The medicinal herbs are used only for health purposes in either a fresh, dried or liquid form. They may be offered as a preventive medicine or for illness for their beneficial properties. Of course, knowledge of the properties of herbs and their correct application must be acquired prior to their use.

You may grow some of these plants indoors, in flats, plastic or clay pots, either from seed or established herbage from your local nursery. These plants can be brought to an outdoor garden area in the spring or they may remain indoors. Place your plants in a sunny location where they will regularly receive a minimum of six hours of sunlight or broad-spectrum artificial lighting. For best results, always use a rich, quality soil, keep well drained and fertilize weekly. We use fish emulsion or seaweed plant food.
If insects become a problem, spray your plants with soapy water to eliminate them. Be sure to thoroughly rinse the greens before serving them to your birds.

If your bird only seem to enjoy dry seeds, such as is typical of many Australian species, feeding sprouted seeds may be the answer toward providing it with many important nutrients for a healthier, more active pet.

Birds that were raised on an all dry seed diet naturally are stubborn to try something new, as they feel threatened and fearful when presented with a new food. To overcome this, you can first try offering their seeds soaked (for 24 hours). After they’ve accepted these, offer seeds in the sprouted form and then finally as seedling grasses/greens. Moist, soaked seeds can be fed in the morning and the dry seeds (in smaller amounts each day) in the evening.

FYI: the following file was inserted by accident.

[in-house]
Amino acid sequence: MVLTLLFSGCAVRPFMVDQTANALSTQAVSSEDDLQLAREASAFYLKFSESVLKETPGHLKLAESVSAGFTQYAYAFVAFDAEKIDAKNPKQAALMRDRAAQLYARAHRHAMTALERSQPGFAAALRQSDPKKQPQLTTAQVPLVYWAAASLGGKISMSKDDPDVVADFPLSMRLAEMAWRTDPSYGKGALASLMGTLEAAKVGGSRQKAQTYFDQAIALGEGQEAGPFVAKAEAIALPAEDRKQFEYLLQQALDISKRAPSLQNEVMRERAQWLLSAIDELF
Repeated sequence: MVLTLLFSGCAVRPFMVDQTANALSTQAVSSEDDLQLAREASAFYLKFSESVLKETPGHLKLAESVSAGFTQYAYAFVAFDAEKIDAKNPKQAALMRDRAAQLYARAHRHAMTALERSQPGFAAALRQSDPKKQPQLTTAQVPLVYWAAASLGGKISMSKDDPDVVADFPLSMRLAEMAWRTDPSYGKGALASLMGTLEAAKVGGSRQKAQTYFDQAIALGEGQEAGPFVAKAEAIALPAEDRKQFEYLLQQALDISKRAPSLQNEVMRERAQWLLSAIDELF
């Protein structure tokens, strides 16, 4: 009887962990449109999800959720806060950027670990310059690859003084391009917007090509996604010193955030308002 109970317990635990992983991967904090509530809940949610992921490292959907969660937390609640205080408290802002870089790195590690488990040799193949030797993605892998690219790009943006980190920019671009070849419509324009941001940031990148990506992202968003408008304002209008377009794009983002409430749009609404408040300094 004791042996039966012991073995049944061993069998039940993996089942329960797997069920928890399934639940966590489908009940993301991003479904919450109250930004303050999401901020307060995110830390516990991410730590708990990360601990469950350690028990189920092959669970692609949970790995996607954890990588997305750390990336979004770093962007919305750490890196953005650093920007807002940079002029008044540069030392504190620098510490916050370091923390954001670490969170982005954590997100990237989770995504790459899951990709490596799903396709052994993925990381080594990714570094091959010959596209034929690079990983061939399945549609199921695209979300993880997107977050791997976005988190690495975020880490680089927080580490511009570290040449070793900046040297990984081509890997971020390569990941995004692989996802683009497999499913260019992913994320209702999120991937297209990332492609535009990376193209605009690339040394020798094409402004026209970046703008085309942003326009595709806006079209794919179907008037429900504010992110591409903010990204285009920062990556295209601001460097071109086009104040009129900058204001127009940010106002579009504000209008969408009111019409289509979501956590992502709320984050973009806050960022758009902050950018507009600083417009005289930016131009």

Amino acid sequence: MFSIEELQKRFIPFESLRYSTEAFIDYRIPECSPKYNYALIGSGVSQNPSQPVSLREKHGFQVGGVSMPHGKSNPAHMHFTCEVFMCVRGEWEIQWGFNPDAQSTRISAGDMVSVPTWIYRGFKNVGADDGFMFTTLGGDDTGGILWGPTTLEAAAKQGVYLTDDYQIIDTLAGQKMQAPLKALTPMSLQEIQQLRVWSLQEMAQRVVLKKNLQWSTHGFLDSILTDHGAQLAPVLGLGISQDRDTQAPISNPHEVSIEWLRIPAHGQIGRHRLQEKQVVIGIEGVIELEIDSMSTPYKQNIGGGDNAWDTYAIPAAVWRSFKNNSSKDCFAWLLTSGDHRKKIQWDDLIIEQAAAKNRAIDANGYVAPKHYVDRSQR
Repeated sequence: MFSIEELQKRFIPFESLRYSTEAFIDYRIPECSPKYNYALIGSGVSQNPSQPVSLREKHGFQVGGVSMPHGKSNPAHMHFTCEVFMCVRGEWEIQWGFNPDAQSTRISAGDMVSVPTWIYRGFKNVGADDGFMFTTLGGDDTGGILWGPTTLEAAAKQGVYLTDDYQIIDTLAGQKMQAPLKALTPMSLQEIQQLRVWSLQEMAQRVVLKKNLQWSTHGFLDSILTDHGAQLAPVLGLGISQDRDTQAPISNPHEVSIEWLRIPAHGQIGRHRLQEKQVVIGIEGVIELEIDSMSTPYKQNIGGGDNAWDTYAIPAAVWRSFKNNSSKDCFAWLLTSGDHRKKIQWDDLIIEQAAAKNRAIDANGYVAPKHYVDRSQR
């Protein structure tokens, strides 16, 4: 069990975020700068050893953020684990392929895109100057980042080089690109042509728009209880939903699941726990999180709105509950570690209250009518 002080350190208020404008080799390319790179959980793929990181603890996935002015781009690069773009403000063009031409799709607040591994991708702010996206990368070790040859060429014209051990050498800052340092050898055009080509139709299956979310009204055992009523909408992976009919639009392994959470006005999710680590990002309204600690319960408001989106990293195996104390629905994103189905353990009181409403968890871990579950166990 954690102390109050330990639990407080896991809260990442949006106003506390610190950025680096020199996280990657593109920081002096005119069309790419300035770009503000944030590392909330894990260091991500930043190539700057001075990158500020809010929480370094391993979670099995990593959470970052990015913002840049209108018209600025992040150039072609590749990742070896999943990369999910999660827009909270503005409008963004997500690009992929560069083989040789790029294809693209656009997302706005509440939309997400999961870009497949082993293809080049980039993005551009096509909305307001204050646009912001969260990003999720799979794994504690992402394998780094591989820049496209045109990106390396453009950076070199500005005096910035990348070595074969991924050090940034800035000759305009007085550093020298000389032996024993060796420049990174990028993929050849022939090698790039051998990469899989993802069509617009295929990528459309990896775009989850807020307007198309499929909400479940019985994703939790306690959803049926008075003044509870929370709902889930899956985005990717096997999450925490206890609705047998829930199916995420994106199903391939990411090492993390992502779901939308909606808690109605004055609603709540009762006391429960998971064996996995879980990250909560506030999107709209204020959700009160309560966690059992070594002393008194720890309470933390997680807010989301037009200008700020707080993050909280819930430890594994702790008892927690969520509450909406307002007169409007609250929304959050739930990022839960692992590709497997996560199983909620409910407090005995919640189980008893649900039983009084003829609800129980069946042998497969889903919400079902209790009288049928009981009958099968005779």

The process of offering the seeds in various stages should progress slowly, but surely. Eventually, your patience and persistence will payoff and you will have a happier, livelier bird. How quickly your bird begins readily eating these new foods will depend on the age of the bird and how long he/she has been receiving a dry seed only diet. Once these fresh food items are accepted as something edible or at least tolerable, introduce other fresh foods, such as vegetables or a slice of apple, orange, etc. Soon you will have a bird that looks forward to its fresh foods every day.

If time is short and you just can’t sprout, use high quality substitutes like wheat grass, alfalfa, barley grass, or algae (spirulina, blue-green algae, chlorella) powders. Sprouting and growing your own greens will provide your bird with a healthy treat for all seasons. Your bird will receive outstanding nutrition as a result of consuming sprouts. We feed sprouts and greens more generously during the breeding season and they are given to baby birds as a part of the weaning diet. At other times, they are given more sparingly, up to three times a week. Sprouting is easy, inexpensive and your bird(s) will thank-you for them!

All rights reserved. No part of this article may be reproduced in any form or by any means, without permission of the author.

This article was published in the Fall 1995 issue of The Grey Play Round Table Magazine and was revised in 3/2000.

أربيك]  汉语  漢語  Nederlands  Français  Deutsch  Italiano 
 日本語  한국어  Português    Español  
African Grey,articles,nutrition,advice,living skills,Congo,Timneh, Grey parrot, African Grey, parrots, Maggie Wright
Spanish Articles
Alicia McWatters Nutritional Advice
Helpful Hints
Grey Links
Photo Gallery
Radio Show with Maggie